Always a bridesmaid, never a bride, or so the saying goes.
Brisbane’s property market has felt a bit like that over the past several years, overshadowed by the exponential growth seen in Sydney and Melbourne.
While the two biggest capitals hogged the headlines, Brisbane was the quiet achiever and notched up a number of suburbs that experienced strong and consistent growth year in, year out for the past decade.
And many of them had one thing in common.
A terrific trio
For starters, let’s have a look at the three best-performing locations over the past decade.
Coming in at the very top of the list was Robertson.
It’s not hard to see why this outer southern suburb, about 13 kilometres from the city, lures people in.
It’s picture perfect, with tree-lined streets and lovely homes, and exceptional lifestyle amenity.
Connection to the city is also effortless – 20 minutes on a bus via the busway, good proximity to the motorway and near a dedicated bike path.
Its average annual growth over 10 years was 3.7 per cent. In 2010, its indexed median house value was a touch above $710,000, whereas it’s now $1,019,930.
Second on the growth hotspot list is Tarragindi – another southern star.
It’s about eight kilometres from the CBD, but you’ll be there in 15 minutes max on the bus, and the road links are good, too.
It’s also one of the rare Residential A-zoned suburbs in Brisbane, meaning oversized land blocks, huge parks and an abundance of bushland reserve. It feels a little bit bush but is a stone’s throw from the city.
Despite its idyllic feel, it has a great cosmopolitan vibe, too, with plenty of cafes, restaurants and boutiques. It’s also very close to a Griffith University campus.
Its average annual growth over 10 years was 3.6 per cent. In 2010, its indexed median house value was a touch above $571,000, whereas it’s now $813,738.
And in the final spot of the top three list was New Farm in the inner-city.
It’s perhaps not surprising that this trendy, young and vibrant suburb has performed so well, given how popular it is.
There’s an eclectic mix of great apartments, both new builds and renovated existing dwellings, through to charming Queenslanders and spectacular trophy homes.
New Farm’s lifestyle has just as much variety.
You’re likely to walk by a posh art opening and a craft beer festival on the same block, plus the mix of residents goes from the uber-rich to uni students.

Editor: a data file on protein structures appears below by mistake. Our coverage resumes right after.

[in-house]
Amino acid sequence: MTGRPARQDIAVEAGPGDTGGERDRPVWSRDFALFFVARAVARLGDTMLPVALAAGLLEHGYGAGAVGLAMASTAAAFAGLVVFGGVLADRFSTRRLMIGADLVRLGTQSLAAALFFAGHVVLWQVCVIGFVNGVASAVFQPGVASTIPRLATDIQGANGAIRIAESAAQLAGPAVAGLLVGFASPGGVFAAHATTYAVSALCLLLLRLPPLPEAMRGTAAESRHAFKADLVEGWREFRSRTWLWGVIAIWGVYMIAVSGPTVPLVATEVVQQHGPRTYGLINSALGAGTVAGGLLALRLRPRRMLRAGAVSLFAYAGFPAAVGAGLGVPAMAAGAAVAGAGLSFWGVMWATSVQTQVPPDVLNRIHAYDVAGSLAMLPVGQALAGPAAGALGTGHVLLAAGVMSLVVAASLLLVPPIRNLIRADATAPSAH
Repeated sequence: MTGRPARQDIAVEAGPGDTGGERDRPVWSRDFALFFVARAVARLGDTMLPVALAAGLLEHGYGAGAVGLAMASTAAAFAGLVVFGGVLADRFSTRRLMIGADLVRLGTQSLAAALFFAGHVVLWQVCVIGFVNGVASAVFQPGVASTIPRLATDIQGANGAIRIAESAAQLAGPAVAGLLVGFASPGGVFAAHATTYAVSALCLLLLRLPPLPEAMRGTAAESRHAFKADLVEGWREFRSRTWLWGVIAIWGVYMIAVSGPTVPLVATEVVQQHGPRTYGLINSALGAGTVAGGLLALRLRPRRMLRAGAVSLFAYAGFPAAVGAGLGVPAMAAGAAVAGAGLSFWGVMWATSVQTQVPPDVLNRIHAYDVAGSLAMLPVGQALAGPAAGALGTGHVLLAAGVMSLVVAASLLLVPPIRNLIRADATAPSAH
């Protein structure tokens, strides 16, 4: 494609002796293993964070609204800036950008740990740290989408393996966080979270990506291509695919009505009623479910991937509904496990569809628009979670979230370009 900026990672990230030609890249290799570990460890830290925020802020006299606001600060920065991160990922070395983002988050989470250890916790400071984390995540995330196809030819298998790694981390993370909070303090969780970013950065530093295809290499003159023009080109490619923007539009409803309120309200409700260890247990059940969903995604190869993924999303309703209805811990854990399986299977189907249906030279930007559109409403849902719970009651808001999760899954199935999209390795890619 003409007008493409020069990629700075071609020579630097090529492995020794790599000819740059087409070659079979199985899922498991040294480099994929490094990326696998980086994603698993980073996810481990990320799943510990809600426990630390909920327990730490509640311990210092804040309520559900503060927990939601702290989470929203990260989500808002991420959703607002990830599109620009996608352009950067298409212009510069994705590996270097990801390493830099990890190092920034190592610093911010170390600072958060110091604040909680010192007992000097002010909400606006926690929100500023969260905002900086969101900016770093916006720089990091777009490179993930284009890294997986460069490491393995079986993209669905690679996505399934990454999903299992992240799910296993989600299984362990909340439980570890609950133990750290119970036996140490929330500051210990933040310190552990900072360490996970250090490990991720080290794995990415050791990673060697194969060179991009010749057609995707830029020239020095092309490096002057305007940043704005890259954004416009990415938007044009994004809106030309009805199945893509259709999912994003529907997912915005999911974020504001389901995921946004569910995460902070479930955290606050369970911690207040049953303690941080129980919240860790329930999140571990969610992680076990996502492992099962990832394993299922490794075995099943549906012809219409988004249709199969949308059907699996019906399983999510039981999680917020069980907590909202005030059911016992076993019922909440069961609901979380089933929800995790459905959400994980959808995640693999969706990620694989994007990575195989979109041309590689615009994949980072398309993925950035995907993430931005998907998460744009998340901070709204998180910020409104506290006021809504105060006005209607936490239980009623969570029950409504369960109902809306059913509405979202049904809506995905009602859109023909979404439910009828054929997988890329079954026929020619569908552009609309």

Its average annual growth over 10 years was 3.5 per cent. In 2010, its indexed median house value was $950,745, whereas it’s now $1,340,392.
Picking up on a trend
What does the top three tell you about great long-term prospects in Brisbane?
Well, it might be useful to zoom out a little further and look at some of the other results in the research.
The suburbs will their average annual growth over the past decade are:
- Salisbury – Nathan: 3.4%
- Geebung: 3.4%
- Kangaroo Point: 3.4%
- Kedron – Gordon Park: 3.3%
- Moorooka: 3.3%
- Stafford Heights: 3.3%
- Brisbane City: 3.2%
- Stafford: 3.1%
- Chermside West: 3.0%
Putting aside the couple of city-centric results, what do you notice?
The majority are middle-ring suburbs. In my view? They’re locations that allow buyers to have it all.
You can get to and from the city pretty easily. You can live in a nice home without paying an absolute fortune for it. There’s a little bit of density but also sprawling parks, tree-lined streets and a slightly more suburban feel.
You can also get a good coffee, go out for a nice meal and get what you need at local shops.
Also, reasonably close by are major shopping centres, and major hubs like hospitals and universities.
These middle-ring strong performers appeal to a broad market. They’re convenient. They’re pleasant. They’re sought-after.
What these results also indicate is that the best performing suburbs for capital growth over the past decade are those in consistent high demand with residents of all types.
Of course, that sounds a bit obvious. The more people who want to buy somewhere, the steeper the price growth trajectory.
But many of these suburbs are in demand across the board in many different ways.
They’re popular with buyers and renters (therefore investors).
Plus, their demographics are broad and diverse, with people young and old, rich and modest, professional and retired, and single and family all wanting to live there.